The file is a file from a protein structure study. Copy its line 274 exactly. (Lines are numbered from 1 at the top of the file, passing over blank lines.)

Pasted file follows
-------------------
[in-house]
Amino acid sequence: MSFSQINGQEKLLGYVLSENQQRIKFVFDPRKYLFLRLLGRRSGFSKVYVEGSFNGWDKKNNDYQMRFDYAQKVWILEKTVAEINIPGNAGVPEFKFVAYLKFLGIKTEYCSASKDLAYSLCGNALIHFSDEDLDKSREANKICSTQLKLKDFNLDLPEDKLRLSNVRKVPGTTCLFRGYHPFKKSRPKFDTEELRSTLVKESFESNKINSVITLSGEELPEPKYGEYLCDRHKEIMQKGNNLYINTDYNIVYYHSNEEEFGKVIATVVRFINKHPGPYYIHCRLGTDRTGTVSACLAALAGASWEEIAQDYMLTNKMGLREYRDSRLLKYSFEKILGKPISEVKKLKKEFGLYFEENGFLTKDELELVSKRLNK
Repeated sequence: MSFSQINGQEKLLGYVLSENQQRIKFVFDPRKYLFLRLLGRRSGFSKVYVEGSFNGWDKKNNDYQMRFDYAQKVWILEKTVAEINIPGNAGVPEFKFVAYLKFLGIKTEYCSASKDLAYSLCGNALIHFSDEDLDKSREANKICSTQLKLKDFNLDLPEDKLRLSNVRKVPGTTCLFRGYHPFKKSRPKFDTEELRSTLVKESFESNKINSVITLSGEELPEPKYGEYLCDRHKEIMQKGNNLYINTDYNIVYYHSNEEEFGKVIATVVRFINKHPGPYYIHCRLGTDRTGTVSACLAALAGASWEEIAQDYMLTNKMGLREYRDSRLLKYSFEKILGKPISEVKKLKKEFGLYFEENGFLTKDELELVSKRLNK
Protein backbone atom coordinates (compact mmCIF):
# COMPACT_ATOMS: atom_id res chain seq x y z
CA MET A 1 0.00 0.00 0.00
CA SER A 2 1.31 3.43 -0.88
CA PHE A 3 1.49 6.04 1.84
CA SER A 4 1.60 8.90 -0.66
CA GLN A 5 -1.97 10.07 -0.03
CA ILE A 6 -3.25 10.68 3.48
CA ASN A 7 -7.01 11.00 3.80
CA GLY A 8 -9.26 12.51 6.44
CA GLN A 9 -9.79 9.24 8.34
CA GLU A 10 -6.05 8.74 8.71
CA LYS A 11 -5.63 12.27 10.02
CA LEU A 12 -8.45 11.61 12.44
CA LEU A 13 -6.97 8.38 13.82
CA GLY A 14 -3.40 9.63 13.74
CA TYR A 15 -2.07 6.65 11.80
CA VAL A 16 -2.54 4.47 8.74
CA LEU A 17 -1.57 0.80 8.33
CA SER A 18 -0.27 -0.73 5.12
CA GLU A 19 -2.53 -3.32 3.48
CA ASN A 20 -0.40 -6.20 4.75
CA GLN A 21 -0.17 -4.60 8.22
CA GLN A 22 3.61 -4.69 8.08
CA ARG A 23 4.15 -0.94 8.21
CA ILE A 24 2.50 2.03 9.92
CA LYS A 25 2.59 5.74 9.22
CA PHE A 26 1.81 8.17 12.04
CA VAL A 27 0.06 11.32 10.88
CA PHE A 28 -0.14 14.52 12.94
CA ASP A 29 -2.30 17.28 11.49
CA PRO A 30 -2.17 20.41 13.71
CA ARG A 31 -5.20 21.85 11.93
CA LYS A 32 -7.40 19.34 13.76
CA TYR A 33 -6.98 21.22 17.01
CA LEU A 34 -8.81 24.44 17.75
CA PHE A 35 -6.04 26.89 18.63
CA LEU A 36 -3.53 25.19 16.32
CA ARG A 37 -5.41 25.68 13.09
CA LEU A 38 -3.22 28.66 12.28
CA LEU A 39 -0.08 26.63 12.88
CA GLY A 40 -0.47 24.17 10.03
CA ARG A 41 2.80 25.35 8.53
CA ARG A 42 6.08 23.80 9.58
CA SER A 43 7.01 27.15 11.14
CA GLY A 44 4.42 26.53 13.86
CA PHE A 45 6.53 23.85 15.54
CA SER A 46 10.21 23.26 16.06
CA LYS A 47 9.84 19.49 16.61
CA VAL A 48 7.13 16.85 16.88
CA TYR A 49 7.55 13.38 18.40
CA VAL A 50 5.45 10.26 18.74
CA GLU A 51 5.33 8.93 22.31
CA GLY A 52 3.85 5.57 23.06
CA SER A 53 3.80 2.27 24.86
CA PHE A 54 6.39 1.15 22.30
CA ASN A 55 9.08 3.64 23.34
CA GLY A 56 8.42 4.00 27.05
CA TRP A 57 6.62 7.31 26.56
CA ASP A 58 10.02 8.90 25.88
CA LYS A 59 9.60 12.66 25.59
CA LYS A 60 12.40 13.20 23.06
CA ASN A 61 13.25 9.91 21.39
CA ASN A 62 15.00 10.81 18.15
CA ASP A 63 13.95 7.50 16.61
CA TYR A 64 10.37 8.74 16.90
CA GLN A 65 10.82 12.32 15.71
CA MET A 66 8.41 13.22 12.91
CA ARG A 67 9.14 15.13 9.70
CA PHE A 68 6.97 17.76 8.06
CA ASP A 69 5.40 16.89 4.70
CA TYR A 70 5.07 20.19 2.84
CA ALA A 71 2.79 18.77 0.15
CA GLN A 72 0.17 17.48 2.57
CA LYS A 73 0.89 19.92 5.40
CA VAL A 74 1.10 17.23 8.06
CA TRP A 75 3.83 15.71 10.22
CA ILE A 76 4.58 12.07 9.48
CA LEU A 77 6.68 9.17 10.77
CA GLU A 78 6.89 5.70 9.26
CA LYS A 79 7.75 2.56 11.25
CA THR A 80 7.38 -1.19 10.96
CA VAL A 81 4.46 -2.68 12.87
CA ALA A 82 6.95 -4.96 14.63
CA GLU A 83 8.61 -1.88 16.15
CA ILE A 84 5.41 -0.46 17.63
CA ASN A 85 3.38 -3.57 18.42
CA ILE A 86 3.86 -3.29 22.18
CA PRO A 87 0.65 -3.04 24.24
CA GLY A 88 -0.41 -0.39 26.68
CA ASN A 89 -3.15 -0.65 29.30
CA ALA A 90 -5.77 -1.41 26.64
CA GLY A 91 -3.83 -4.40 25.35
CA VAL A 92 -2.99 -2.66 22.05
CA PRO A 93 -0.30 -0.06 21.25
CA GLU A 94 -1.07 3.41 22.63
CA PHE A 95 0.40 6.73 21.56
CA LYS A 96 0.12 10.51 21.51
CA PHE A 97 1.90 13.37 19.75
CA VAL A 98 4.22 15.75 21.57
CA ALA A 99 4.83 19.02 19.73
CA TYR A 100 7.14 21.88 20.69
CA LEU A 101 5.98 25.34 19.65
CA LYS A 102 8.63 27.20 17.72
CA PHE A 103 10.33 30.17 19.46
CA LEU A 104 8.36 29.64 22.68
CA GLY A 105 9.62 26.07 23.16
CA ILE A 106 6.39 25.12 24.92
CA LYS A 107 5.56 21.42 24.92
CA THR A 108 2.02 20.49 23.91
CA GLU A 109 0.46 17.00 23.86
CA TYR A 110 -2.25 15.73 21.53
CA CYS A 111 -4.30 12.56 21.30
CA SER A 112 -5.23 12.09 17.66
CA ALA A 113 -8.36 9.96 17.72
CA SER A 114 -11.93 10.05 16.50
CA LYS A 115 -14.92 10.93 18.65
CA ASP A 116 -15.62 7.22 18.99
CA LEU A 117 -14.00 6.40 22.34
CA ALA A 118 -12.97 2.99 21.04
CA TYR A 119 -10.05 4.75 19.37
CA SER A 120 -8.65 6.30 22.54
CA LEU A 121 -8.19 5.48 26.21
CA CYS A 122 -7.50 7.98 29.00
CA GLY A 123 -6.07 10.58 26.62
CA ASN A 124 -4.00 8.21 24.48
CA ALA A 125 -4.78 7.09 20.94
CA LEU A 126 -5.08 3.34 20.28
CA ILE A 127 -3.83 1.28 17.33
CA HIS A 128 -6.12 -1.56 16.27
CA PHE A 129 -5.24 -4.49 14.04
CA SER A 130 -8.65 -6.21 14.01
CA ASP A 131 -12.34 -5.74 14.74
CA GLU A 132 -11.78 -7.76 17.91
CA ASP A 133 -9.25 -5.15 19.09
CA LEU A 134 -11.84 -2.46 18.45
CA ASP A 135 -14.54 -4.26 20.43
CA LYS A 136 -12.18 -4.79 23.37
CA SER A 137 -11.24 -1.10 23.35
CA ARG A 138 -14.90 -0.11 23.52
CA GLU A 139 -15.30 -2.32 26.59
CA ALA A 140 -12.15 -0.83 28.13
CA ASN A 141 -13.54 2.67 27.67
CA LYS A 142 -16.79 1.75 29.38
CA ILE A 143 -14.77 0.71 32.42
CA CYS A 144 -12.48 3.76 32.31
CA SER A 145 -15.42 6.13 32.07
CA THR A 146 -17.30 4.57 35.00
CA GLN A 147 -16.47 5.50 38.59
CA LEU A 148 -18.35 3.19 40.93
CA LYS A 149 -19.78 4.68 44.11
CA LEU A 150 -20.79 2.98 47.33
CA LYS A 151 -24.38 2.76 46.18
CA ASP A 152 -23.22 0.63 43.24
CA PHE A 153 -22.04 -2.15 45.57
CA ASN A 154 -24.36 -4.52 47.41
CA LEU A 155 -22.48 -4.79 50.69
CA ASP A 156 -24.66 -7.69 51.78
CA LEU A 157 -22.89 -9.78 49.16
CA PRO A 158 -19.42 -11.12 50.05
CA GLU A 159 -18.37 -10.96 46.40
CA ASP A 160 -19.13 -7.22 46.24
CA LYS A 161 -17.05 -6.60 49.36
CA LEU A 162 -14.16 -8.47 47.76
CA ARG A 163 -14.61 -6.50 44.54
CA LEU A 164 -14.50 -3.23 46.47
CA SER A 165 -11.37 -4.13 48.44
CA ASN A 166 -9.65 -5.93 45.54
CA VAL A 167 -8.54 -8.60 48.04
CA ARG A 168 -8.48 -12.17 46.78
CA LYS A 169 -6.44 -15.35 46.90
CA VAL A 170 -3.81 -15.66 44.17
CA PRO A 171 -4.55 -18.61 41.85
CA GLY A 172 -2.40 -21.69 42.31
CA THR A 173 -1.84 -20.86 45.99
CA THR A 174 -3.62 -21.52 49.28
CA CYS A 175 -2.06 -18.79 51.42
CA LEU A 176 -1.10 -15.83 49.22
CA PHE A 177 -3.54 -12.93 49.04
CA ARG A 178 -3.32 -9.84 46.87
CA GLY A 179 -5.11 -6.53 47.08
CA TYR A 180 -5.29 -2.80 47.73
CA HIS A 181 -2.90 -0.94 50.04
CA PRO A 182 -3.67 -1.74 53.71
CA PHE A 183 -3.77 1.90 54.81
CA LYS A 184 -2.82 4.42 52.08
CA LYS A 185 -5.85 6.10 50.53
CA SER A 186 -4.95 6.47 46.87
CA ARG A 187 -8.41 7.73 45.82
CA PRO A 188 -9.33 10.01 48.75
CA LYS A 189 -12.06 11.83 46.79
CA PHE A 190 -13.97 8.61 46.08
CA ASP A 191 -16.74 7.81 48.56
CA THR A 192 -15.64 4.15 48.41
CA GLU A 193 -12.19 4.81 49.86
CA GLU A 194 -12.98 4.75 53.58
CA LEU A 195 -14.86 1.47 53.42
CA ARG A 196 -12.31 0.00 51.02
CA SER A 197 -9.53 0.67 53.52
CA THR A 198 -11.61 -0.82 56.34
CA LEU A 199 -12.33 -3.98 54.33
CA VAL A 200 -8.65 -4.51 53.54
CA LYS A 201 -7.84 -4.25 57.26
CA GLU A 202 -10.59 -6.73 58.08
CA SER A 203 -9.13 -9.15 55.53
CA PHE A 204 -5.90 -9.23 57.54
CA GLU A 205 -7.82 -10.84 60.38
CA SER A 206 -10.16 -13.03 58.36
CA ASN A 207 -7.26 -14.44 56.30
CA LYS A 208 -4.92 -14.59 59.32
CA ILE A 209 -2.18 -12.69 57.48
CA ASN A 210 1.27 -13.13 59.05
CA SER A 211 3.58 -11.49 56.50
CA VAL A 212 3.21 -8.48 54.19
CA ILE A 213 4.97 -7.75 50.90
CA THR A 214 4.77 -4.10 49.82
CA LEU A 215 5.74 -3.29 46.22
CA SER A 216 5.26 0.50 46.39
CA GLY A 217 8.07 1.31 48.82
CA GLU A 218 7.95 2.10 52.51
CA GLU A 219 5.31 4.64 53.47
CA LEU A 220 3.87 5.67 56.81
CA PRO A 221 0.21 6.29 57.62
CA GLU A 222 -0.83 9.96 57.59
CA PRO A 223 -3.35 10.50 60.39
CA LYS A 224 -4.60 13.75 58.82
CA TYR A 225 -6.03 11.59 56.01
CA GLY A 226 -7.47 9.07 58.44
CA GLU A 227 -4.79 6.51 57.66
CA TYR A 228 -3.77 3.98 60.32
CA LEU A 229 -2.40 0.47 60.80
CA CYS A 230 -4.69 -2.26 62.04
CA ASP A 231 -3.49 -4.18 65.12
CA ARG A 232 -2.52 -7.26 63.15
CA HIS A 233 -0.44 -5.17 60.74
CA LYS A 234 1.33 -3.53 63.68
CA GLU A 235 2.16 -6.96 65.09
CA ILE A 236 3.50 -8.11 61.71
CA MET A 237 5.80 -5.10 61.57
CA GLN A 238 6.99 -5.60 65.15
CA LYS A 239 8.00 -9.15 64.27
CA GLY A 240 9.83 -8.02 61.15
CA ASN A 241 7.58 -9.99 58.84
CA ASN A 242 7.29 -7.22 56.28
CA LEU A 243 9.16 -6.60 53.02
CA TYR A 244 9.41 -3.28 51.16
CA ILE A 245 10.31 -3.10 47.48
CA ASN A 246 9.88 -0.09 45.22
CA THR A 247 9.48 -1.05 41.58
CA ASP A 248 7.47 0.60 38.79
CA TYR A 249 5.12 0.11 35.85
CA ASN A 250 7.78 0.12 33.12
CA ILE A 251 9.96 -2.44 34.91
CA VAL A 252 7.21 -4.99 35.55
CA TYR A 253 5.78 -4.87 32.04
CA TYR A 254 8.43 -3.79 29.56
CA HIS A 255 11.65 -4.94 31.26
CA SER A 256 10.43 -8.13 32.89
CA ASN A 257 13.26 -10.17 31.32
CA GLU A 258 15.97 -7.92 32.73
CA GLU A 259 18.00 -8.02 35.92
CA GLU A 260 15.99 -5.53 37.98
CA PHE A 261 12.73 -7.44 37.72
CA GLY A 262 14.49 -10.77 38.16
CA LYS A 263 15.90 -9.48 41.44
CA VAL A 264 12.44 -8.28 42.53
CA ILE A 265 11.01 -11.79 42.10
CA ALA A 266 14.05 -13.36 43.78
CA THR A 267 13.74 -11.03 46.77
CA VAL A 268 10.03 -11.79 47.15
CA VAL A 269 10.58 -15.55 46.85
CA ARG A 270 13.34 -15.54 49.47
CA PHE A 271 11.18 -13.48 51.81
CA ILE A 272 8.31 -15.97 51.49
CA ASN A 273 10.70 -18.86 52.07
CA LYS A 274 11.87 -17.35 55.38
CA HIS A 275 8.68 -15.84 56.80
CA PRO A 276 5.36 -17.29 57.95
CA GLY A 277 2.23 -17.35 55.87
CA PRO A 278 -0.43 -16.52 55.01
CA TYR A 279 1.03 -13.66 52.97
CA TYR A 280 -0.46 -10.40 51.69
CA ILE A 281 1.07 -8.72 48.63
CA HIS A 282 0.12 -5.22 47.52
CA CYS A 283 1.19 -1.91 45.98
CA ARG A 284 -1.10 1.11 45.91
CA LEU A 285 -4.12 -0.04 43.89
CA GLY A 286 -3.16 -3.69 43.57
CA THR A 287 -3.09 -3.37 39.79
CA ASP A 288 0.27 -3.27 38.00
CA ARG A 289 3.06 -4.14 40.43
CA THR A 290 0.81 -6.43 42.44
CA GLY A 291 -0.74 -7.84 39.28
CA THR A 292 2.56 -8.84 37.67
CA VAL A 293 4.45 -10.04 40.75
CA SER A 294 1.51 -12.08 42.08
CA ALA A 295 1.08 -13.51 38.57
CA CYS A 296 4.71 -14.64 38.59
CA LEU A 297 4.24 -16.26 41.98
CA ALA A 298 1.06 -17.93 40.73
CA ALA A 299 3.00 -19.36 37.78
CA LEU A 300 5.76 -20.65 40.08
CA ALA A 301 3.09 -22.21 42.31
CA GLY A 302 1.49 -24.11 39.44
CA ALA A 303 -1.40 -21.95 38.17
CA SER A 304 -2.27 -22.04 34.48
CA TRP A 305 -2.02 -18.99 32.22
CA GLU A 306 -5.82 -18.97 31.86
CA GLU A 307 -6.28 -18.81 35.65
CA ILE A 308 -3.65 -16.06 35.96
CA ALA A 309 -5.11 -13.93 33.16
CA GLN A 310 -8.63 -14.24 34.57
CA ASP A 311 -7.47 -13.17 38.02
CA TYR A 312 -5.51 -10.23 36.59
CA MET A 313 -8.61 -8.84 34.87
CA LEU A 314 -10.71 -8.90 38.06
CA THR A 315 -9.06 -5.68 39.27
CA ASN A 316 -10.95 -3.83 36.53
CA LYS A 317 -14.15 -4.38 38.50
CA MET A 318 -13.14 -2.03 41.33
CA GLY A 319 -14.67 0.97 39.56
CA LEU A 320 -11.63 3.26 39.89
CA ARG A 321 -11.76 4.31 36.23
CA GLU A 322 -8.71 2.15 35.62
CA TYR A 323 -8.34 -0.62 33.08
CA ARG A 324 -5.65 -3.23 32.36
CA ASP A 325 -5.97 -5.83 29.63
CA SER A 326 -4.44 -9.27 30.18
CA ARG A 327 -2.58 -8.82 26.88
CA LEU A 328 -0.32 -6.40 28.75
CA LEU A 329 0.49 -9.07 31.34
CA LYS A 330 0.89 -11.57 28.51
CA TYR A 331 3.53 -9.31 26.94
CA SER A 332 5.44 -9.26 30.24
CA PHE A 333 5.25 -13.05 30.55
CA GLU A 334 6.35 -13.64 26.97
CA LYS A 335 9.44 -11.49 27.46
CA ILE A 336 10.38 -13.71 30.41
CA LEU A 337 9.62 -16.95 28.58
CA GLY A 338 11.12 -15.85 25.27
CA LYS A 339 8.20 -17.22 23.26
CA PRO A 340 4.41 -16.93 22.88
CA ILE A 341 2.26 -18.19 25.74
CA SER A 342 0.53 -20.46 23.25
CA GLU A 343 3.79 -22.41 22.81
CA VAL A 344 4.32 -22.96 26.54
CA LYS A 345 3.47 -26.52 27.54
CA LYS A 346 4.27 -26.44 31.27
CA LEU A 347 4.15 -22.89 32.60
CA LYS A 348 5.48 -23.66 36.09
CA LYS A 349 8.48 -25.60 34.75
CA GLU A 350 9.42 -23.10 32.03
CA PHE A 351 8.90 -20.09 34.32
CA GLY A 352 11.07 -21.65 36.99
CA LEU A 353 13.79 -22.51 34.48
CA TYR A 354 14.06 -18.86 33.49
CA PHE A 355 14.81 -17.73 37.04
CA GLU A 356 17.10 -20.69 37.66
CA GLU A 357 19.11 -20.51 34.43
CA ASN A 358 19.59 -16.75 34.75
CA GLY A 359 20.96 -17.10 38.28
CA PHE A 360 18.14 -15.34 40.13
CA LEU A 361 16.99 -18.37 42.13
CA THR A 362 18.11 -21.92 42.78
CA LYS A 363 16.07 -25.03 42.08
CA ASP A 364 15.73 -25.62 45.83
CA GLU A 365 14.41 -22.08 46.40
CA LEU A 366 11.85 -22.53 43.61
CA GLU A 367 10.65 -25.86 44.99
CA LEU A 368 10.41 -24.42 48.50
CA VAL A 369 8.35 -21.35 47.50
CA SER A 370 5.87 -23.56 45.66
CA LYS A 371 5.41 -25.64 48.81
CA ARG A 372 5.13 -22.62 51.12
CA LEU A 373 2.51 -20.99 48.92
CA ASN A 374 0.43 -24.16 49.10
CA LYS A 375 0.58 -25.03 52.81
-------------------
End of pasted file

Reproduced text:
CA VAL A 269 10.58 -15.55 46.85